The signs are part of what seems to be a rising movement by ordinary Virginians against highway tolls that seem to be some politicians’ favored method of handling highway maintenance. The “user-fee” method helps them keep their anti-tax dogma pure and not be confronted with raising the state’s ultra-low gasoline tax of 17.5 cents a gallon.
Gov. Robert F. McDonnell has pitched putting tolls booths on Interstate 95 near Emporia to help pay for the state’s share of interstate maintenance. While the tolls would hit many out-of-state travellers driving on the major north-south route, they also would impact some of the state’s poorest people, plus truck drivers whose trade organizations have complained loudly. Folks around U.S. 460, which connects with I-95 at Petersburg, feel threatened.
In another part of the state, tolls have even sparked a protest song. Angela Petry, a West Virginia resident who frequently rides the limited-access Greenway connecting Leesburg and Dulles in Loudoun County, has penned “Highway Robbery,” which decries the $5.50 peak hour toll on the 14-mile road, a private artery owned by the Macquarie Group of Australia. Her lyrics: “Drive every day, but you cry at night, cause the price of tolls is out of sight.”
Virginia’s Democratic and Republican leaders generally like toll roads, but the current outcries against tolls are splitting the GOP. McDonnell and Transportation SecretarySean Connaughton expect to get more than $30 million a year from the I-95 tolls, but other Republicans are against them.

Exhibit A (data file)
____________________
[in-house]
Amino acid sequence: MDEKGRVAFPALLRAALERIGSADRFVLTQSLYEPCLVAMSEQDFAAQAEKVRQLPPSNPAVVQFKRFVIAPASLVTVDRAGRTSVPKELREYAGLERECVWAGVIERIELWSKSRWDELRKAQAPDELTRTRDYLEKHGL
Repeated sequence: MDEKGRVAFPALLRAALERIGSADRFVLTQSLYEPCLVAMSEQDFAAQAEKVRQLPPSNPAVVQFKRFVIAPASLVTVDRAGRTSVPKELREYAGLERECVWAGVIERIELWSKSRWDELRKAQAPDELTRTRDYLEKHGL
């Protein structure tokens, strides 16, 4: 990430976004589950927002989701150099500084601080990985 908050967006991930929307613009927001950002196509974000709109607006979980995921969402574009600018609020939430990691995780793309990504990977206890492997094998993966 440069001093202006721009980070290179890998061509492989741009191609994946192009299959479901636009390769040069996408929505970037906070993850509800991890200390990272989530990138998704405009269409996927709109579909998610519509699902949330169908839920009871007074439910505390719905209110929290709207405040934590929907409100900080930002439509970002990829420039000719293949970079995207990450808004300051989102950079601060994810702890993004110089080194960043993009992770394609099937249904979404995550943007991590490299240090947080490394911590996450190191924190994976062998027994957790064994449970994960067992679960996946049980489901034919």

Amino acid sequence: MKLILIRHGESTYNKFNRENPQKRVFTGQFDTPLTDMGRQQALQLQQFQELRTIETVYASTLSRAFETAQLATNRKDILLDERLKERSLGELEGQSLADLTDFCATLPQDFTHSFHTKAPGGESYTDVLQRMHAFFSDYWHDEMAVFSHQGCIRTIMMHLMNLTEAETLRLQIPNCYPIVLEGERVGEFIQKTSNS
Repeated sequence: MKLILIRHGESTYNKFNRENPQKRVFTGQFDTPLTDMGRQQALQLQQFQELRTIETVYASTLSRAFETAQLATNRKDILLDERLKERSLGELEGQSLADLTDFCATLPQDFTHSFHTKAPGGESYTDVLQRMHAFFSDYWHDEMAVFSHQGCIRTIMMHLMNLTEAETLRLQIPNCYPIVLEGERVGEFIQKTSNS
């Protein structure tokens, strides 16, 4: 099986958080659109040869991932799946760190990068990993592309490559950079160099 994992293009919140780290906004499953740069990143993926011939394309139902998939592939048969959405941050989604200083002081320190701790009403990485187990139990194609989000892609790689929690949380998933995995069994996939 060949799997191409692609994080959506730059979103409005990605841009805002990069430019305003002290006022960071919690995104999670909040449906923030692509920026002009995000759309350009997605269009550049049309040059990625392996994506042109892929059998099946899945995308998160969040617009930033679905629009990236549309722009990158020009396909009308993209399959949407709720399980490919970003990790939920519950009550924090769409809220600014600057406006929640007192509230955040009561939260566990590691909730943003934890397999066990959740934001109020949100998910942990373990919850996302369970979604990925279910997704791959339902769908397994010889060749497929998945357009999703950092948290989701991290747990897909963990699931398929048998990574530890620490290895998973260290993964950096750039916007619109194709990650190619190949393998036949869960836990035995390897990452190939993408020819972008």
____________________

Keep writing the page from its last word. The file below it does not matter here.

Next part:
One is Republican Rep. Randy Forbes, whose district runs from Suffolk to Chesterfield, and another is former governor and U.S. Senate candidate George Allen. “Southern Virginia,” says Allen, “already faces significant economic challenges and these tolls could disadvantage job-creating business in the region.”
Some toll roads have become white elephants. One is the 8.8 mile Pocahontas Parkway that connects I-95 with I-295 southeast of Richmond. The toll way ran into serious financial trouble from a lack of users after it was opened in 2002. Former Gov. Mark Warner arranged its sale to Transurban, an Australian firm, in 2006.
Transurban wants to unload the parkway because ridership and revenue from its $3 toll are a financial drain on the company.
The power of grass-roots protest should be underestimated. Just a few years ago, small signs appeared along U.S. 460 protesting the Navy’s plans to build a small practice landing field to handle simulated carrier landings by very loud F-18 Super Hornet jet fighters. Later signs protested a planned 1,500 megawatt coal-fired electricity plant in Surry County. Neither project went anywhere. To be sure, other factors were at play, but protest power cannot be denied.